Tuskegee is on the road for another football game. What else is new?
After enduring much of a season away from home because its home field was being replaced and even having to leave town to practice on occasion, the Golden Tigers have made one more bus ride. What’s new is this one is to Columbia, South Carolina, to play Benedict for the SIAC title.
“For us, it’s like the opportunity to play the championship game that’s the most important thing that we are here,” Tuskegee Coach head coach Reginald Ruffin. “And like I told the guys, since we’re here, we might as well win it. No need of coming here not winning it.”
OVERCOMING TOUGH TIMES
In light of all the road trips, Ruffin has preached resilience to his team, and his choir heard the sermon because both he and they have been through a lot recently. and back when he was coaching at Miles before coming to Tuskegee.
Ruffin’s wife died of breast cancer in 2017. That same year, an assistant coach died from cancer and a brain tumor, and later, another assistant lost his young child. It was a devastating stretch, but Ruffin didn’t falter.
“You just can’t give up and you’ve got to keep fighting, keep battling,” he says. “And that’s the resilience that I have and I tell the kids that I want them to have. And they have that.
“We can’t make excuses because things don’t go our way or the ball and the ball don’t bounce in our court. We just got to keep battling, keep crawling and keep scratching. That’s us,” he says.”
With upgrades being done to the facility, Tuskegee spent a lot of time on the highway even before going to a game. Because its practice field is only 65 yards long, the team worked out a partnership with Auburn which allowed them to scrimmage at the school’s indoor practice facility. But more problems surfaced.
Tuskegee endured much the same problems Florida A&M ran into before its season opener against North Carolina in late August. Ruffin found out before the Fort Valley State game, which was played in Montgomery, that as many as 16 players were ineligible for action. The Golden Tigers lost that game, 21-6.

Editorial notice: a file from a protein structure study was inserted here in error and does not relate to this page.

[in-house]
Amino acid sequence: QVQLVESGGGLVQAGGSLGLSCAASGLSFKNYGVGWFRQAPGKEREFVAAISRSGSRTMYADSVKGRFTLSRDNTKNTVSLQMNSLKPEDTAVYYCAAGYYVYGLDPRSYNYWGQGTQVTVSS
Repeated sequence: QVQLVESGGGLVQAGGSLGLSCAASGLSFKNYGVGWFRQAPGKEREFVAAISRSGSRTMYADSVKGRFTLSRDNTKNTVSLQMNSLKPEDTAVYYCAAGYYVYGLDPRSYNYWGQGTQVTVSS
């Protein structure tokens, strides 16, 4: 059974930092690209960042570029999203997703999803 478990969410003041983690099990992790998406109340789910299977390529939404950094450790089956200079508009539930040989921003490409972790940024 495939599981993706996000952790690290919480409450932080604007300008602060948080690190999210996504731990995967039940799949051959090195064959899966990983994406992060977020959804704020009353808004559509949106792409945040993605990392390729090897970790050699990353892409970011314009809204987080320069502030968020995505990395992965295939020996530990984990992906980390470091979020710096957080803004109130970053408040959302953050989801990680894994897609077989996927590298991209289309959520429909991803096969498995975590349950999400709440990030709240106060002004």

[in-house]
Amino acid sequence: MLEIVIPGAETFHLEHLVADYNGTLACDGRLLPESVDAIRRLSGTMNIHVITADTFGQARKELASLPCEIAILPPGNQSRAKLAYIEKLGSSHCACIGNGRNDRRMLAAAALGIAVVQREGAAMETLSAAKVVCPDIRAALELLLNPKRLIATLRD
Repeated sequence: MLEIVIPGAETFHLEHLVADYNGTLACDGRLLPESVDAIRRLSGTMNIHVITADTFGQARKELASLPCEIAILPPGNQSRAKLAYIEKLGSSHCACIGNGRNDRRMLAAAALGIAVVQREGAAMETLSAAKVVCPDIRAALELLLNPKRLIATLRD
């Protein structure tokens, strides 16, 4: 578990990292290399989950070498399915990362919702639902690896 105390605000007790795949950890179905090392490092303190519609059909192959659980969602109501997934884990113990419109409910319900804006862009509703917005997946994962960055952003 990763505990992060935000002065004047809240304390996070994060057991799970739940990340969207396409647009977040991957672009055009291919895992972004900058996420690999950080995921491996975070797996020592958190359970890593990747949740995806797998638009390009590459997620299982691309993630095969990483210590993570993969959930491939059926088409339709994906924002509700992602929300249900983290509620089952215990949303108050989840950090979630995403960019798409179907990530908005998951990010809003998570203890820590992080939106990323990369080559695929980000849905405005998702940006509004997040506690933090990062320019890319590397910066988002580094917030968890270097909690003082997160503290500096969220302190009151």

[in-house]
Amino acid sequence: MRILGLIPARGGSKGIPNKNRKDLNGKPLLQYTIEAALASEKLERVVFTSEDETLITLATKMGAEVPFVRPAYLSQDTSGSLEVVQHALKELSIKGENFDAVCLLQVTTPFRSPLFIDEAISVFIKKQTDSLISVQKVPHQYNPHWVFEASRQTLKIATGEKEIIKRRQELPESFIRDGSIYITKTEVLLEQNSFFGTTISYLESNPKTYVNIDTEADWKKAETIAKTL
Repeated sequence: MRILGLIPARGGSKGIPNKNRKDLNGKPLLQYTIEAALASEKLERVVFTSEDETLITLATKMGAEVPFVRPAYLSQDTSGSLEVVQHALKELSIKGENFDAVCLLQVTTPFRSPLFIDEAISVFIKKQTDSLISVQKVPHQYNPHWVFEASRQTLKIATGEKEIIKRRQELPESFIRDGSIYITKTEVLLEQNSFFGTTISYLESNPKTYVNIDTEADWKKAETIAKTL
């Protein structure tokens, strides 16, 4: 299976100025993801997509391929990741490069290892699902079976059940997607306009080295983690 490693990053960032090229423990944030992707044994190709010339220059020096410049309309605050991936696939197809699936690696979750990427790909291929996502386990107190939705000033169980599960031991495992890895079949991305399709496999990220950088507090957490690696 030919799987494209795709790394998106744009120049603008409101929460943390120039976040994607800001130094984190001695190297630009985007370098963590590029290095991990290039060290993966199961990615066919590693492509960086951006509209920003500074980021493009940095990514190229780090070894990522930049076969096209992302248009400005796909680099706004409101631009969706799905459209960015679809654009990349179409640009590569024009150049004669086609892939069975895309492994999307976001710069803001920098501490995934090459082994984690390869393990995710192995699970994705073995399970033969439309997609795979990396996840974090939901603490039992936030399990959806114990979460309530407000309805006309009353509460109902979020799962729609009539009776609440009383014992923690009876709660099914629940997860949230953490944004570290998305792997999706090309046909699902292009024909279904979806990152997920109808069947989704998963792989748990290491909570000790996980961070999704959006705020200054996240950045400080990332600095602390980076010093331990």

The next week, Tuskegee was headed to a game at Hampton when the team received word that some players were being reinstated. That news was too late for that week and the result was a 42-10 spanking.
“But, unfortunately, we were already in South Carolina when that happened and all those guys were still back at Tuskegee,” Ruffin says. “They weren’t going to help us, either. being at home, even though they were reinstated.”
The team’s fortunes turned with a 13-10 victory over West Alabama, the launching point for the eight-game winning streak that has them contending for the championship. There were only two practices on the new field before the Golden Tigers celebrated a literal homecoming by beating Miles, 26-23.
GETTING TO THE TITLE
The next obstacle for Tuskegee is a prolific Benedict offense. Ruffin’s young defense is surrendering an average of three touchdowns a game, so stopping the other bunch of Tigers will be a chore.
“The biggest thing is, we’ve got to minimize our mistakes, our busted coverage, our communication” he says. “We’ve got to do a better job communicating and everybody being on the same page.”
Offense might not be too hard to come by. Seniors Taurean Taylor and Donte Edwards have collected more than 1,400 yards rushing and accounted for 15 touchdowns. Bryson Williams, a junior, has thrown for nearly 1,200 yards and nine scores. Williams’ favorite target has been freshman Antonio Meeks, who’s caught 28 passes and scored four times.
“You don’t get a chance to play in a lot of championship games. Then when you do, you have to make the best of them,” Ruffin says. “This is my seventh SIAC championship game appearance … so I’m very excited for this opportunity. If we can fortunate in winning, that will be five championships out of seven tries and that’s a great feat for me as a coach.”